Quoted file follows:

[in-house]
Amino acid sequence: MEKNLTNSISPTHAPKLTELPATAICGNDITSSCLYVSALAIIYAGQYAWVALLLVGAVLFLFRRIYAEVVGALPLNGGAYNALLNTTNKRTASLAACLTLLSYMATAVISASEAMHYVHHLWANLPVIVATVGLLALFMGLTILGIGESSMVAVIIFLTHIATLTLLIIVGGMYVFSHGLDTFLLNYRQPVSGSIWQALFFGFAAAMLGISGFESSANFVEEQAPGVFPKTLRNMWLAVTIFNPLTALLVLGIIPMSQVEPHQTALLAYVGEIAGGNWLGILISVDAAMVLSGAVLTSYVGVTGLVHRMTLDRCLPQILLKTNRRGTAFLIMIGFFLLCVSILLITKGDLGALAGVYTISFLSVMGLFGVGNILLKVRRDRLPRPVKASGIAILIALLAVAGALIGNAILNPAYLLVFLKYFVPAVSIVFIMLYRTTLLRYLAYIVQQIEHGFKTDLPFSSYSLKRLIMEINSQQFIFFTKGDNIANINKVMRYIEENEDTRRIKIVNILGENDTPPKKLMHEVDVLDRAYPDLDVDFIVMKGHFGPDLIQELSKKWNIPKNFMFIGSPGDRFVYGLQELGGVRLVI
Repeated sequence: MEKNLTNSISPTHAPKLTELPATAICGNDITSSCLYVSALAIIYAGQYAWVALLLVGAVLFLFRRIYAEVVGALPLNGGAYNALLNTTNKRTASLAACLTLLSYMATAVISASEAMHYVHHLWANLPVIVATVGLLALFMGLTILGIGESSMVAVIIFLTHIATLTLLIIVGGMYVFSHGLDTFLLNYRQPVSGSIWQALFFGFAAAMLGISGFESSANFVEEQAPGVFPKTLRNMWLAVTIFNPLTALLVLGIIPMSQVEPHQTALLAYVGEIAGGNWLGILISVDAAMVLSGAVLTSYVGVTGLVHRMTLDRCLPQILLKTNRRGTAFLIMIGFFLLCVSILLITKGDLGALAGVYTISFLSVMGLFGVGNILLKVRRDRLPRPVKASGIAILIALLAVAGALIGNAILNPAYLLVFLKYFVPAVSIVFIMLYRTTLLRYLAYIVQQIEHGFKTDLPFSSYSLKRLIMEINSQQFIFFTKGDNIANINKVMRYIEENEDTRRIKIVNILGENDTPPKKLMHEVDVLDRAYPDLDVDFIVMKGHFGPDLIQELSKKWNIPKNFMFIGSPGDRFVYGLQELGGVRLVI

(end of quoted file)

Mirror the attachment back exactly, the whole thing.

[in-house]
Amino acid sequence: MEKNLTNSISPTHAPKLTELPATAICGNDITSSCLYVSALAIIYAGQYAWVALLLVGAVLFLFRRIYAEVVGALPLNGGAYNALLNTTNKRTASLAACLTLLSYMATAVISASEAMHYVHHLWANLPVIVATVGLLALFMGLTILGIGESSMVAVIIFLTHIATLTLLIIVGGMYVFSHGLDTFLLNYRQPVSGSIWQALFFGFAAAMLGISGFESSANFVEEQAPGVFPKTLRNMWLAVTIFNPLTALLVLGIIPMSQVEPHQTALLAYVGEIAGGNWLGILISVDAAMVLSGAVLTSYVGVTGLVHRMTLDRCLPQILLKTNRRGTAFLIMIGFFLLCVSILLITKGDLGALAGVYTISFLSVMGLFGVGNILLKVRRDRLPRPVKASGIAILIALLAVAGALIGNAILNPAYLLVFLKYFVPAVSIVFIMLYRTTLLRYLAYIVQQIEHGFKTDLPFSSYSLKRLIMEINSQQFIFFTKGDNIANINKVMRYIEENEDTRRIKIVNILGENDTPPKKLMHEVDVLDRAYPDLDVDFIVMKGHFGPDLIQELSKKWNIPKNFMFIGSPGDRFVYGLQELGGVRLVI
Repeated sequence: MEKNLTNSISPTHAPKLTELPATAICGNDITSSCLYVSALAIIYAGQYAWVALLLVGAVLFLFRRIYAEVVGALPLNGGAYNALLNTTNKRTASLAACLTLLSYMATAVISASEAMHYVHHLWANLPVIVATVGLLALFMGLTILGIGESSMVAVIIFLTHIATLTLLIIVGGMYVFSHGLDTFLLNYRQPVSGSIWQALFFGFAAAMLGISGFESSANFVEEQAPGVFPKTLRNMWLAVTIFNPLTALLVLGIIPMSQVEPHQTALLAYVGEIAGGNWLGILISVDAAMVLSGAVLTSYVGVTGLVHRMTLDRCLPQILLKTNRRGTAFLIMIGFFLLCVSILLITKGDLGALAGVYTISFLSVMGLFGVGNILLKVRRDRLPRPVKASGIAILIALLAVAGALIGNAILNPAYLLVFLKYFVPAVSIVFIMLYRTTLLRYLAYIVQQIEHGFKTDLPFSSYSLKRLIMEINSQQFIFFTKGDNIANINKVMRYIEENEDTRRIKIVNILGENDTPPKKLMHEVDVLDRAYPDLDVDFIVMKGHFGPDLIQELSKKWNIPKNFMFIGSPGDRFVYGLQELGGVRLVI